Remember that there are a variety of database products on the market, and that many vendors have their own proprietary formats in which the data is stored. In the case of Microsoft's Access database program, the method of accessing the database is through software which Microsoft calls its Jet Database Engine. Other vendors have their own access methods.

Many companies, including Microsoft, have provided their databases with the ability to be read by software which uses a standard database manipulation method known as ODBC (Open Database Connectivity). While a programmer can choose to let the VB database-aware controls handle the details of accessing or manipulating databases (recordsets), it is also possible to use code to create and edit databases.

DAO (Data Access Object)
The first method VB offered for using ODBC to create/edit databases was DAO. It allowed the programmer to create a variety of objects in code, objects whose properties and methods could be used by programmers to create/edit the databases. This worked for Microsoft Access databases as well as any other ODBC-compatible database.

Microsoft also offered a second data access interface to ODBC which had some improved features over DAO, but which also lost some of the more general capabilities of DAO. This approach, called RDO (Remote Data Objects), primarily targeted the more complex aspects of stored procedures and result sets. It is generally not used by most programmers.

ADO (ActiveX Data Objects)
Microsoft is in the process of replacing the ADO/RDO features with the newer ADO. ADO has a flatter model (meaning fewer objects) and is intended to be simpler to use. In it's HELP files, Microsoft states that "ADO definitely represents the future of data access technology"

Personally, I would like the choice of database access technology to be transparent to me. However it's obvious that the Microsoft approach is still under flux and that programmer's will need to be aware of multiple approaches for some time. This holds true because the ADO features have just been introduced and have not yet matched the DAO features of prior versions of VB.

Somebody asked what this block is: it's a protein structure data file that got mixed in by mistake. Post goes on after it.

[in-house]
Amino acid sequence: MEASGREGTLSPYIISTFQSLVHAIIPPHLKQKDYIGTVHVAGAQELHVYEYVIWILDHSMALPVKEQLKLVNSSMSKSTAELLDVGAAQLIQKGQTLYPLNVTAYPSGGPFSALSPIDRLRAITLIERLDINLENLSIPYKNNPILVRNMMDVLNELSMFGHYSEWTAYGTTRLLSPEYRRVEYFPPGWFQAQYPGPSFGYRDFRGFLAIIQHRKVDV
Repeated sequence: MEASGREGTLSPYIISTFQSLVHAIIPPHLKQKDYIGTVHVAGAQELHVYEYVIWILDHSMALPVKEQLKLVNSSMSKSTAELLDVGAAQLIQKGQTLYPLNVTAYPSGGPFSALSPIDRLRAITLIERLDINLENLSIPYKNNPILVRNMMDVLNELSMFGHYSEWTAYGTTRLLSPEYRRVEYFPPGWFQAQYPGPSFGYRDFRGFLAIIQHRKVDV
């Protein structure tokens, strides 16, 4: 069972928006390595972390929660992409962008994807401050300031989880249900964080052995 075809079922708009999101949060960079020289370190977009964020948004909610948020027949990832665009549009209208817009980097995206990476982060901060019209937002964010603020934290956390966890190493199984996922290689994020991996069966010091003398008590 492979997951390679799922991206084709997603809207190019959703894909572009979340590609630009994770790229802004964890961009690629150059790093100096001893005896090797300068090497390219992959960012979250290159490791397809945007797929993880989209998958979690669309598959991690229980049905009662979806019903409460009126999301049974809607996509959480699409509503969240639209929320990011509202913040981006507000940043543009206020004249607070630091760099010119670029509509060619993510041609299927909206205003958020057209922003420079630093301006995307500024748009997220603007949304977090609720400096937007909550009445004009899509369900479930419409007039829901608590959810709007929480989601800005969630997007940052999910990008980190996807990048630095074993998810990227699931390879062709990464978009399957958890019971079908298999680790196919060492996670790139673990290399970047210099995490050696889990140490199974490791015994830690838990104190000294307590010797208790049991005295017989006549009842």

For beginners, or any programmer who simply wants to put a data control on a form and then display database information in other controls, the choice of ADO/DAO/RDO is not critical because the controls handle it for you, The advantage in manipulating databases in code is that you have a far greater degree of control over what actions are performed against the databases.

VB Data Control
VB provides two controls which makes the link to the database file and which creates the recordset that is exposed to the rest of the controls in your application. The two are identical in concept but differ in the flexibilty they offer to the programmer. I'll discuss the common features first and then cover some of the differences.

The concept of a data control is pretty simple. You set the .DataBaseName property to tell the data control which database file to read. Then you set a .RecordSource property to tell it which table within the file to make available as a recordset to other controls. As I've mentioned earlier, you can also create recordsets which are combinations of one of more tables by setting the .RecordSource property to an SQL statement.

For any controls which support databases, you set the .DataSource property to the data control and the .DataField property to the specific field within the table/recordset that you want bound to the control.

That's it! At that point the bound controls will display the information from the chosen field of the recordset. If you make changes to the data then the database can be changed to reflect the changes by either using the data control to move to a new record or by executing the .Refresh method of the data control.

Ok, perhaps I simplify things a bit too much because there really are other properties which a beginner must also be familiar with. But, it really can be pretty simple. You can create entire database applications with essentially no coding, just the setting of control properties.

If you didn't read my tutorial on SQL statements, then you've missed one of the most useful database capabilities that VB has to offer. I won't repeat all of that section again, but in a nutshell, you can set the .RecordSource to a command which tells the data control to create a recordset that is a selected subset of the fields in one or more tables. And there is lot more that you can do with SQL to reduce the amount of coding that you have to write yourself. Every VB programmer should be familiar with the use of SQL to create/manipulate recordsets. SQL can even be used to make mass changes to a recordset, including search and replace actions. Take the time to read my SQL tutorial section and to review the VB documentation on SQL. You'll use it the rest of your career!

Finally, we get to the actual list of the two data controls I mentioned.